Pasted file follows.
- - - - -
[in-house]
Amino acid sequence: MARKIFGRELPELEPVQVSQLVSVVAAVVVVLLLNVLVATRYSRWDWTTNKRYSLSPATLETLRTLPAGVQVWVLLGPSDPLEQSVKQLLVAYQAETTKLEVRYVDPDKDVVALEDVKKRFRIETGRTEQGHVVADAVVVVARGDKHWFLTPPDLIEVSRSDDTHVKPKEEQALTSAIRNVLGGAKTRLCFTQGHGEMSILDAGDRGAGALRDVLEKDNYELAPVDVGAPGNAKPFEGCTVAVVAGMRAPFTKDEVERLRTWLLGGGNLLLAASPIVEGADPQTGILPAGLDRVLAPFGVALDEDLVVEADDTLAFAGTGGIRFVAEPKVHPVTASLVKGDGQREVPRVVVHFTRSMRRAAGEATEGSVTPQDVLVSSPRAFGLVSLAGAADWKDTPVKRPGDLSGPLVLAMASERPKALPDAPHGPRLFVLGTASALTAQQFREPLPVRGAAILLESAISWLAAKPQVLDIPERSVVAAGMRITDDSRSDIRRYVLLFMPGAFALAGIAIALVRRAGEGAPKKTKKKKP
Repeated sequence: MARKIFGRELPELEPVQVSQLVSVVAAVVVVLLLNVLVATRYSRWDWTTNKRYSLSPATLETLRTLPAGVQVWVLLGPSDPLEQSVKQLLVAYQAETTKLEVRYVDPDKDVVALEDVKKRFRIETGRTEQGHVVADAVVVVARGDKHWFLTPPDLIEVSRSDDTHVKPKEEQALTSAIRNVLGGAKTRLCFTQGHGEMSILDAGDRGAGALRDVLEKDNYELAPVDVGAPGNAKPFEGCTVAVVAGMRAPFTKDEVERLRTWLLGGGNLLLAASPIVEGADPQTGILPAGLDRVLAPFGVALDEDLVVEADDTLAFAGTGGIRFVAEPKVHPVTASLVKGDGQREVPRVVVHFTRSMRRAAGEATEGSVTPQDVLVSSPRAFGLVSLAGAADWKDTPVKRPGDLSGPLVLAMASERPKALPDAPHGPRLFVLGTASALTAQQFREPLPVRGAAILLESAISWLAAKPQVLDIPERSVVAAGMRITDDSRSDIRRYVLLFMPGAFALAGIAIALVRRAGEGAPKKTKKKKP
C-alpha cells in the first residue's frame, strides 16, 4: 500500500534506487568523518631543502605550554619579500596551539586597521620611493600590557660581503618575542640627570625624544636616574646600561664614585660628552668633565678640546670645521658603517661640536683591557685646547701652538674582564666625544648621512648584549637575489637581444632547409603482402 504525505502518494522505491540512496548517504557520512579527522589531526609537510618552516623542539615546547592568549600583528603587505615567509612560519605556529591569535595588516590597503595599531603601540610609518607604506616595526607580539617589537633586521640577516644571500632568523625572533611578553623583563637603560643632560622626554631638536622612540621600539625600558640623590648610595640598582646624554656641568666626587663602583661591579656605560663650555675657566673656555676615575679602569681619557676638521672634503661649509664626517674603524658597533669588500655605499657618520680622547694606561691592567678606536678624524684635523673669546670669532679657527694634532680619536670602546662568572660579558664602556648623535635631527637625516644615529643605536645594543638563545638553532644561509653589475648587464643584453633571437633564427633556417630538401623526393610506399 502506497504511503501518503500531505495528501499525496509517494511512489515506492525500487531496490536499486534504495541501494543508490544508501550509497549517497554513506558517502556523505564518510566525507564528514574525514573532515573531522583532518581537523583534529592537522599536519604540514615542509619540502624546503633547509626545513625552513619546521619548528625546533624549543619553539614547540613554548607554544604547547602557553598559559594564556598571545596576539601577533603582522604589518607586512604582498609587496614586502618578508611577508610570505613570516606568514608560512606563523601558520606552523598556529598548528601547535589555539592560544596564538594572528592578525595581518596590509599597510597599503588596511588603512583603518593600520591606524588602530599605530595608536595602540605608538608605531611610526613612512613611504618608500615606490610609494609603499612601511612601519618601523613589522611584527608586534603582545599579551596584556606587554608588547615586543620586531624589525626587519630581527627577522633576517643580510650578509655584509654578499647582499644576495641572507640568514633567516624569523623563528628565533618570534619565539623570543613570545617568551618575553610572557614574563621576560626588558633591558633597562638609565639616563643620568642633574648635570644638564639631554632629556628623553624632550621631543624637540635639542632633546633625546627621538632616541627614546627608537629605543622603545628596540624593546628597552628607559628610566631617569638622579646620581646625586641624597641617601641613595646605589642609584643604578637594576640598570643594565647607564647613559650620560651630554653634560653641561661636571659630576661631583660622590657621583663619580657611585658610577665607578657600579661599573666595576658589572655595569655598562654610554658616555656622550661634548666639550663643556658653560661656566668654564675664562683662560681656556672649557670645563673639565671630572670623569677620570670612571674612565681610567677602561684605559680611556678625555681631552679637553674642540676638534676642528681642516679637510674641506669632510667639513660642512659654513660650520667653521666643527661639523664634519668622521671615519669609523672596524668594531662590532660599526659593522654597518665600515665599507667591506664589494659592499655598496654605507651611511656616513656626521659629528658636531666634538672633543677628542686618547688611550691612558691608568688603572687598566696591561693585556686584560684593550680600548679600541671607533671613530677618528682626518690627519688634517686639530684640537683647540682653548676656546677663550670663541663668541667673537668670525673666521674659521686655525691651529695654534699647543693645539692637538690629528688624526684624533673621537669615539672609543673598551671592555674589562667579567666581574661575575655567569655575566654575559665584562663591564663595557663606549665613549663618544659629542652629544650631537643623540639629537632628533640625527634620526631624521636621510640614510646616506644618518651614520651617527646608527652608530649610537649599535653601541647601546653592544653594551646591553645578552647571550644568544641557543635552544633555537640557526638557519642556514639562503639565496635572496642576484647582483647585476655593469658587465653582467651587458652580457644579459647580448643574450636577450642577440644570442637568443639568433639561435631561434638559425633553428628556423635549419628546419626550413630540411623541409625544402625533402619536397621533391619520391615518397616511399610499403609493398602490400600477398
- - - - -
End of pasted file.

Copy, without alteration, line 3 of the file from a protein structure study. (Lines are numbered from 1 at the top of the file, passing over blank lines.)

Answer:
Repeated sequence: MARKIFGRELPELEPVQVSQLVSVVAAVVVVLLLNVLVATRYSRWDWTTNKRYSLSPATLETLRTLPAGVQVWVLLGPSDPLEQSVKQLLVAYQAETTKLEVRYVDPDKDVVALEDVKKRFRIETGRTEQGHVVADAVVVVARGDKHWFLTPPDLIEVSRSDDTHVKPKEEQALTSAIRNVLGGAKTRLCFTQGHGEMSILDAGDRGAGALRDVLEKDNYELAPVDVGAPGNAKPFEGCTVAVVAGMRAPFTKDEVERLRTWLLGGGNLLLAASPIVEGADPQTGILPAGLDRVLAPFGVALDEDLVVEADDTLAFAGTGGIRFVAEPKVHPVTASLVKGDGQREVPRVVVHFTRSMRRAAGEATEGSVTPQDVLVSSPRAFGLVSLAGAADWKDTPVKRPGDLSGPLVLAMASERPKALPDAPHGPRLFVLGTASALTAQQFREPLPVRGAAILLESAISWLAAKPQVLDIPERSVVAAGMRITDDSRSDIRRYVLLFMPGAFALAGIAIALVRRAGEGAPKKTKKKKP